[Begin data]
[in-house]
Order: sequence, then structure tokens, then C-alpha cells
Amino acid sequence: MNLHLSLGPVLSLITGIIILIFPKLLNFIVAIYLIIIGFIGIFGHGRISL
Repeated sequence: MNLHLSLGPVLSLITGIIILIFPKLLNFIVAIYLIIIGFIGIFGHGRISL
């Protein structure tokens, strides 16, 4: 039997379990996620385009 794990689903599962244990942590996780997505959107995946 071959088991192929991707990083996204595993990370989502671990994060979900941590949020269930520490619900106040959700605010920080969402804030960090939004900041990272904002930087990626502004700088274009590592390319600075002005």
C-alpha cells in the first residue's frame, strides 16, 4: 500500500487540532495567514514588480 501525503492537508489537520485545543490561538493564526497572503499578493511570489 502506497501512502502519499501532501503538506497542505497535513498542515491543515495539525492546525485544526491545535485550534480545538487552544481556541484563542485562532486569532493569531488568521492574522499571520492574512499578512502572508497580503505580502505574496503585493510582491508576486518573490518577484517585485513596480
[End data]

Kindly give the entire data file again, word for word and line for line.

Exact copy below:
[in-house]
Order: sequence, then structure tokens, then C-alpha cells
Amino acid sequence: MNLHLSLGPVLSLITGIIILIFPKLLNFIVAIYLIIIGFIGIFGHGRISL
Repeated sequence: MNLHLSLGPVLSLITGIIILIFPKLLNFIVAIYLIIIGFIGIFGHGRISL
């Protein structure tokens, strides 16, 4: 039997379990996620385009 794990689903599962244990942590996780997505959107995946 071959088991192929991707990083996204595993990370989502671990994060979900941590949020269930520490619900106040959700605010920080969402804030960090939004900041990272904002930087990626502004700088274009590592390319600075002005």
C-alpha cells in the first residue's frame, strides 16, 4: 500500500487540532495567514514588480 501525503492537508489537520485545543490561538493564526497572503499578493511570489 502506497501512502502519499501532501503538506497542505497535513498542515491543515495539525492546525485544526491545535485550534480545538487552544481556541484563542485562532486569532493569531488568521492574522499571520492574512499578512502572508497580503505580502505574496503585493510582491508576486518573490518577484517585485513596480